Dubkasm: Brixton Rec (Bristol Archive Records)
Out 8th Sept
Launch Party: The Attic,
Stokes Croft, Bristol,
The long awaited follow up to Dubkasm’s debut album, Transform I, is released today & quite easily lives up to all the expectation. Louder Than War were at the launch party on Friday & the following post feeds back not only from that but also gives you the low down on the album itself, easily one of the best releases of the year so far.
I’ve lost count of how many bristol bands & artists I’ve covered in various forms here on Louder Than War over the years, but the truth is that if I were pushed to do a top 10 of my favourites then the dub / digidub / roots reggae artistes Dubkasm would, probably 90% of the time, claim the top spot. The amount of times I’ve come back to the bands phenemenol 2009 debut album, Transform I, (plus it’s spin off’s Transform I Remixed & Transform I In Dub) would, if added up, number more than the amount of times I’ve listened to every other album by every other Bristol artist in my record / itunes collections. It was a remarkable piece of work, essentially a roots reggae & dub album but with Afro-Brazilian undercurrents of traditional Brazilian sounds such as Samba. Fans of Mala’s Cuba album should deffo check out to see how brilliant these crossover albums can be. Rightfully it was not only lauded left, right & centre in the UK’s dub / reggae cirlces but it also served to gain the two guys behind Dubkasm, (Digistep & Dj Stryda) a reputation worldwide as being masters of their art. The fact that you probably, haven’t heard of them speaks volumes for the low regard most of the UK’s music press hold reggae & dub in & the gross under representation it gains there. Lets face it, unless it’s a reissue from King Tubby or Trojan you probabaly aint gonna see a review of it in the UK’s music press. Hec, look at the lengths Little Roy had to turn to to get some signal for his last release – he had to make it a Nirvana covers album!
Continuing the Dubkasm history lesson, they’d actually been beavering away making music together for a long time before the release of Transform I. They actually began making music together as long ago as 1994 & in 2003 they set up their own label, Sufferah’s Choice (also the name of DJ Stryda’s radio show which those with good memeories will recall I mentioned here once before) on which a lot of hard hitting reggae has been released. A lot of the music that Dubkasm made between ’94 & ’03 never got released properly though, the only way to hear them would have been to have gone along to dances & hear them played live off the original dub plates as they were the preserve of leading UK sound systems such as Aba Shanti and Jah Shaka.
Cue Brixton Rec, a release featuring some of the best of those early Dubkasm recordings. Naturally they decided to partner up with old friends for the album, friends such as Bristol Archive Records (some of whose releases we’ve already written about here) on whose label the album’s being released and Aba Shanti who did the final mixing of the record down at his Falasha Studios.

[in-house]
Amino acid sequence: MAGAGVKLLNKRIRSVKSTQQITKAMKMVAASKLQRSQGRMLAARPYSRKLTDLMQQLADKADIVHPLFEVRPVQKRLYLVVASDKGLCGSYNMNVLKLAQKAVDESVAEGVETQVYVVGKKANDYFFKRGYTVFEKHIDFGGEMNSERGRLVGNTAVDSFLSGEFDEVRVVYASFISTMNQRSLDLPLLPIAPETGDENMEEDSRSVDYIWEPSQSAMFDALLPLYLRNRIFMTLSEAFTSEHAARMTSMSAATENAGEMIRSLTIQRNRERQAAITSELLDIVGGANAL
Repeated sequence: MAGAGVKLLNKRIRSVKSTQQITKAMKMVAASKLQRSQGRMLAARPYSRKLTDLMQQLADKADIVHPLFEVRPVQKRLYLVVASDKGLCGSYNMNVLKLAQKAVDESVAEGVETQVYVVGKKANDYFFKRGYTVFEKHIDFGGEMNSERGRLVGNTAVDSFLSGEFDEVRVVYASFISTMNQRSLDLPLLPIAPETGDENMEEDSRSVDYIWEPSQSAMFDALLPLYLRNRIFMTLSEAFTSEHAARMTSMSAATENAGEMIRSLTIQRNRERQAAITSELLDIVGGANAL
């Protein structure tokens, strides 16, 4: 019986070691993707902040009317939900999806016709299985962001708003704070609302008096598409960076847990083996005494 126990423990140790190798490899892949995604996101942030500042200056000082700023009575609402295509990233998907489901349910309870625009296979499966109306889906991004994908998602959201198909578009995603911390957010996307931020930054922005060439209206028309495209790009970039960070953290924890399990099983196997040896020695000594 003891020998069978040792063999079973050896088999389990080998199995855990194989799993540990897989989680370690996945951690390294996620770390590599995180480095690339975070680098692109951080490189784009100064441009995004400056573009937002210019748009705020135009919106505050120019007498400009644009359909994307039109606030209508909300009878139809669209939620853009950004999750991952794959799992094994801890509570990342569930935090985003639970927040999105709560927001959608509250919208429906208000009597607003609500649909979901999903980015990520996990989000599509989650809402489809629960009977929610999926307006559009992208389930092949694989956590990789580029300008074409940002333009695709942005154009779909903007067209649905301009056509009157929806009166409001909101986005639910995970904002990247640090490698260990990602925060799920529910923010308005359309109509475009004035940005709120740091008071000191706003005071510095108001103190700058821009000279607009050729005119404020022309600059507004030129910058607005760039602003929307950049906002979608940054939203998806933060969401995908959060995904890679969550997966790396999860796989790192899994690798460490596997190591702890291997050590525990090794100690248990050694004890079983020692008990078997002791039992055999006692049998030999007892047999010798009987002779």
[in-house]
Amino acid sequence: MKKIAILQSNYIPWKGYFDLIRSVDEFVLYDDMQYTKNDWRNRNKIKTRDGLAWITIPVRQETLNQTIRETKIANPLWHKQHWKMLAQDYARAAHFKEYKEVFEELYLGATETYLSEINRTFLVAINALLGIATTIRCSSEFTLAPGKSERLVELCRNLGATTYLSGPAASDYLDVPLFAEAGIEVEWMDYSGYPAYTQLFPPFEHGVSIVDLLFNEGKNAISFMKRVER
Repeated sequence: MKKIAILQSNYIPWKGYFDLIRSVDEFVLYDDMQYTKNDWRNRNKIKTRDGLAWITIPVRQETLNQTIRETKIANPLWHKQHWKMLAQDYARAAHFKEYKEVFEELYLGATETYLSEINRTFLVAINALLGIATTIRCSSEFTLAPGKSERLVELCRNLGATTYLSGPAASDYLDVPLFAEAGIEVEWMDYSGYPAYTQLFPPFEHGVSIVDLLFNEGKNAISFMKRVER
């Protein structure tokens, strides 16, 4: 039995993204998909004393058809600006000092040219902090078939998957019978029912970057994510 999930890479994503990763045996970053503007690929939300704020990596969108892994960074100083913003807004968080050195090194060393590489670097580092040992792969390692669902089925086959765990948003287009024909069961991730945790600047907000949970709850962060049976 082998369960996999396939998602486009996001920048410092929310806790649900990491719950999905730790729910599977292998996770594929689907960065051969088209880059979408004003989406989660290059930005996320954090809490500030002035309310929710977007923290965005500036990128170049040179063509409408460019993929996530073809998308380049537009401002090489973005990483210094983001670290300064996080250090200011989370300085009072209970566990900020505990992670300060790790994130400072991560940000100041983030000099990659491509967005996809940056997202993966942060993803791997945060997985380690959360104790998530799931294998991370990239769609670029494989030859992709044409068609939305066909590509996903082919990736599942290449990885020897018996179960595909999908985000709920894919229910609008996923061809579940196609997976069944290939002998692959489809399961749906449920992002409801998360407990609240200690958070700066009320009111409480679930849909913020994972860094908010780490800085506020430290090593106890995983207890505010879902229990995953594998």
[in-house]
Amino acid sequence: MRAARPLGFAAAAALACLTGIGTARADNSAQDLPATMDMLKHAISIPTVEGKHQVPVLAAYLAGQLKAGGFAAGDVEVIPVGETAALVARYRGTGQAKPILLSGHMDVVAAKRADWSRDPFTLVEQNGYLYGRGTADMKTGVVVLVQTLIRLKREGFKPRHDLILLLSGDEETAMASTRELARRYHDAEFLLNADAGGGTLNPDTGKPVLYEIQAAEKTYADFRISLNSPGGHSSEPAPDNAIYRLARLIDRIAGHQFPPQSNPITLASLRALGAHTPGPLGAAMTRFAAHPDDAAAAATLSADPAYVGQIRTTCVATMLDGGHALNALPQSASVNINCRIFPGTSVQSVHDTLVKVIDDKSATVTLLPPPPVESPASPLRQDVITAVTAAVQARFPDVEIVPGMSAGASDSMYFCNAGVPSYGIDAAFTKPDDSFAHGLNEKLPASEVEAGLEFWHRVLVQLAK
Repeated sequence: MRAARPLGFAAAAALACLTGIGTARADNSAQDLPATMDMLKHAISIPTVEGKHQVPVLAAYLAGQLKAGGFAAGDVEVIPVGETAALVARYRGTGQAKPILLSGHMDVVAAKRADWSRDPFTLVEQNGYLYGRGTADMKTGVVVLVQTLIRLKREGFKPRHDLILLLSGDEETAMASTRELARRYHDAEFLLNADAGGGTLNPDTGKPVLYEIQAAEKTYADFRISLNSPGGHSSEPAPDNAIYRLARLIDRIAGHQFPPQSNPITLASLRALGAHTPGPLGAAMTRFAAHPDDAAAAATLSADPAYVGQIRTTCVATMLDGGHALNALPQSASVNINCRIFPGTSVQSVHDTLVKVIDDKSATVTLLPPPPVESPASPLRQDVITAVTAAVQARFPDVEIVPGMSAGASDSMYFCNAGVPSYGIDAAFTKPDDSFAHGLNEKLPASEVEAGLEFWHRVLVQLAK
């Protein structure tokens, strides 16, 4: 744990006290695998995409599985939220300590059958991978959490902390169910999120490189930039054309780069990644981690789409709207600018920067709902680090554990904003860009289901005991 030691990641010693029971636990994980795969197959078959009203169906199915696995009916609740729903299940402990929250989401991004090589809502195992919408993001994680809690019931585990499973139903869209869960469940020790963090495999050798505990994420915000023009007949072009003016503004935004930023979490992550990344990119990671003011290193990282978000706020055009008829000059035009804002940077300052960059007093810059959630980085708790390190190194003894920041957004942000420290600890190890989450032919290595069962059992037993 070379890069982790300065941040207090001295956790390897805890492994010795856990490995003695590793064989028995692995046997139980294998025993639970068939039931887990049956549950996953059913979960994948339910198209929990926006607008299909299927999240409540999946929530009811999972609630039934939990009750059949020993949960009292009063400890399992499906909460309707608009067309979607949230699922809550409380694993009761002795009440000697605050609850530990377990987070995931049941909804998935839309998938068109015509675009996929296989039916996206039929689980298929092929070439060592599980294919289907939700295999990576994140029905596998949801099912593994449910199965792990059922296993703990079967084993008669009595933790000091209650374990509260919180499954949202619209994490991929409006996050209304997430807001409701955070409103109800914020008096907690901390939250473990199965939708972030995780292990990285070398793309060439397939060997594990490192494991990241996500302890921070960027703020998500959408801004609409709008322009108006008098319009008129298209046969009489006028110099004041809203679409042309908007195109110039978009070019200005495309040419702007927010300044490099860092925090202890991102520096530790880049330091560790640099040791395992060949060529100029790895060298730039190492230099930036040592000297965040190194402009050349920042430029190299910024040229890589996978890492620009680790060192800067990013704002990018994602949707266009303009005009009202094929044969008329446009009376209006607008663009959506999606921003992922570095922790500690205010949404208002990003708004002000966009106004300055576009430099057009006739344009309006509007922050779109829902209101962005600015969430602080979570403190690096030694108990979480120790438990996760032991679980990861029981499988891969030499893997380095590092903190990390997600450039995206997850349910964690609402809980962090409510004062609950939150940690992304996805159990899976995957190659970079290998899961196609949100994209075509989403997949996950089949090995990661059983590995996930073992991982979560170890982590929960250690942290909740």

Right, enough with the factual stuff. Last Friday saw the official release party for the eagerly anticipated album down at The Attic off Stokes Croft in Bristol. And what a party it was! Hot & sweaty, just like one imagines those original parties would have been. The stuff of legends. Well, almost. The music on the night was played on the Roots Radical Sound System and featured not only Dubkasm themselves on the decks but also the man hiself, Aba Shanti.
I arrived just as Dubkasm had just stepped up to take their turn on the decks. The music policy of the night was important – strictly 90’s Vinyl and Acetate only. As it said on the Facebook event page “CD – BANNED, LAPTOP – DISQUALIFIED”. Jah, give praise. Obviously the reason for it being strictly 90’s was because the 90’s were when the Dubkasm dublates were first being spun. And the reason for it being strictly vinyl & acetate? Well that’s pretty obvious yeah?
Curiously this was the second weekend running I’d been to a “history lesson” set by leading lights of their niche / genre, as the week previous to this one the city’s original pioneer of dubstep, Subloaded, had been holding their 8th birthday party, for which they’d scored one of the original kings of the genre, Hatcha, to come to to Bristol to lively up the place, dj’ing b2b with another of dubstep’s original warriors, Pinch. Those original Dubstep nights by Subloaded invariably acknowleged the genre’s roots by including some nod to dub itself & such was the case last weekend with a room striclty devoted to dub / reggae, manned for a couple of hours by Dubkasm themselves. They put on a splendid show then & Friday’s launch party was just like they were carrying on what they’d started there – they hit the floor running as it were.